Here we are, 10 years into using iOS and we’ve got animated talking poop. What a time to be alive! In all seriousness, iOS has transformed the way we live our lives, communicate, and consume information. We’ve also evolved as musicians who utilize iOS both to make music and to make a living. Here is a brief retrospective of how we’ve evolved as creators along with iOS through the years.
The first iPhone changed everything. Internet - all around you, all the time. It’s hard for my kids to even conceive that there was even a time where we didn’t have access to every answer to every question since the dawn of time in our pockets. Yes, I know, we had palm pilots and the iPhone may not have been the absolute first to market, but it’s certainly the first device that caught on to the masses.
As musicians, we didn’t have to carry around iPods any more. Now your phone could play back your music at the same quality level as your MP3 player, and you basically had your music with you all the time. I found myself practicing more, listening more, and looking up information about musicians more (maybe because iTunes didn’t provide album information - cough, cough).
Picture by Create Health: https://createhealth.com
When iOS 2 came out, so did the App Store. Now we had access to apps that weren’t made by Apple. There weren’t a ton of music apps at the start (unless you count the dinky piano apps and super fun Ocarina by Smule), but personally I found having a pitch pipe on me at all times helped me tune my guitar, practice singing, and more.
Copy and paste was a necessity, but video recording was key. Coupled with the ability to send MMS messages (wait, you COULDN’T send photos and videos via text before this? Cavemen!) was the ability to record video clips. I was working with quite a few bands at the time, and I remember waiting rabidly for everyone else to get the newest iPhone so we could send video clips of song ideas back and forth. The app store had been out for a bit now, so guitar tuners were becoming more prevalent. That didn’t suck.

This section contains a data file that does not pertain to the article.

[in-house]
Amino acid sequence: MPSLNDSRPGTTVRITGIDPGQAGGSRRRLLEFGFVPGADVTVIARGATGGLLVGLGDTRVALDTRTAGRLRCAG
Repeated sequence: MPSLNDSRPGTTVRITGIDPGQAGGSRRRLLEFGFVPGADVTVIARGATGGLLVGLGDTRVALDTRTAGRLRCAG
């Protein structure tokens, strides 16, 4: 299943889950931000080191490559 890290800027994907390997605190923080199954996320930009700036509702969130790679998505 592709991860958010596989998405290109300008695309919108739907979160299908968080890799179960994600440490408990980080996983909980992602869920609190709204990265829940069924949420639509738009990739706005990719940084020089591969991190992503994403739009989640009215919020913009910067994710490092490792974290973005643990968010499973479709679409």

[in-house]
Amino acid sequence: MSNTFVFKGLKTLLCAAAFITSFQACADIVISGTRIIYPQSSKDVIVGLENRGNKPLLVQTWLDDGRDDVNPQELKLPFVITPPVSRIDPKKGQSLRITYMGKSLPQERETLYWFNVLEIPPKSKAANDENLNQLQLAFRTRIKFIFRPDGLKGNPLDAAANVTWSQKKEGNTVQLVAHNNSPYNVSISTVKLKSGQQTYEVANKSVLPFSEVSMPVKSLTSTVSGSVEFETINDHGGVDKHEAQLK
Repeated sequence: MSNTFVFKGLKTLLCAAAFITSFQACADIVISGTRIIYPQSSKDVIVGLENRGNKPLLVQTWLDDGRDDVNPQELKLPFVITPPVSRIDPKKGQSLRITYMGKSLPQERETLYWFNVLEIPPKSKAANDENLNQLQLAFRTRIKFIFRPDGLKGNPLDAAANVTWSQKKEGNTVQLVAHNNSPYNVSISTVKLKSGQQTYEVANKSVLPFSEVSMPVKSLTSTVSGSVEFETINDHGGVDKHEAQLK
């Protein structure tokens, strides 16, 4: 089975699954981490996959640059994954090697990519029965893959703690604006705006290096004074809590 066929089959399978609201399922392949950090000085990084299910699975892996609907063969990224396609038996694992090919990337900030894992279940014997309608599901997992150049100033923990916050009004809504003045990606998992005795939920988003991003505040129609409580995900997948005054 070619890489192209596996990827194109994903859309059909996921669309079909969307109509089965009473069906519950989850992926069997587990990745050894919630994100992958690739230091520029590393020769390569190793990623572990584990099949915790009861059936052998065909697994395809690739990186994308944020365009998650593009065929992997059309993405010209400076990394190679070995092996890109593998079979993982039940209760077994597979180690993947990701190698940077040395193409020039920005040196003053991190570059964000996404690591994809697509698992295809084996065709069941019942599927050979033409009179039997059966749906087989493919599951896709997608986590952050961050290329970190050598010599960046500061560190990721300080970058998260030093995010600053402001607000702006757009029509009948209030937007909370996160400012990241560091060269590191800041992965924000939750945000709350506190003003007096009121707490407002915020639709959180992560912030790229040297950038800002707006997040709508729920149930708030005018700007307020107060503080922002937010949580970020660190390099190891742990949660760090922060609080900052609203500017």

iOS 3 also introduced…. THE iPAD!! Whether you viewed the iPad as a music-making surface, a future recording studio, or just a giant library that you could carry your sheet music around in without breaking your back… it was clear that music and the digital revolution were moving forward hand in hand.
I had been waiting for live video conferencing on a phone since seeing it in future world at Epcot Center as a youth. Live collaboration with video meant working with other musicians even when it wasn’t possible for us to get together in the same studio.
Airplay shouldn’t be so quickly dismissed, either. As someone who did a lot of mixes and needed to check those mixes on consumer level equipment, the ability to quickly shoot a mix off of my phone to my home stereo meant a LOT less jury-rigging of plugs and moving stuff around.
iOS 5 introduced us (in an extremely volatile fashion) to the cloud. This was the first glimmer of being able to have our information on multiple computers (yes, before then you had to input everything manually, ugh!) at the same time. Although we weren’t quite there yet, “new phone / text me your number” was going to soon be a thing of the past.
We also were given a beta glimpse of Siri in iOS 5. Siri has grown to help you recognize tunes when walking out in the wild, add appointments for gigs and rehearsals to your calendar, and even automate your home.
As a producer, I was excited about the aspect of the cloud. I hadn’t yet been convinced I’d be working on projects online (internet speeds weren’t yet fast enough on the consumer internet side to work with files that big) but the prospect of having my presets and settings for plugins and virtual instruments present on multiple devices was definitely well in my sights.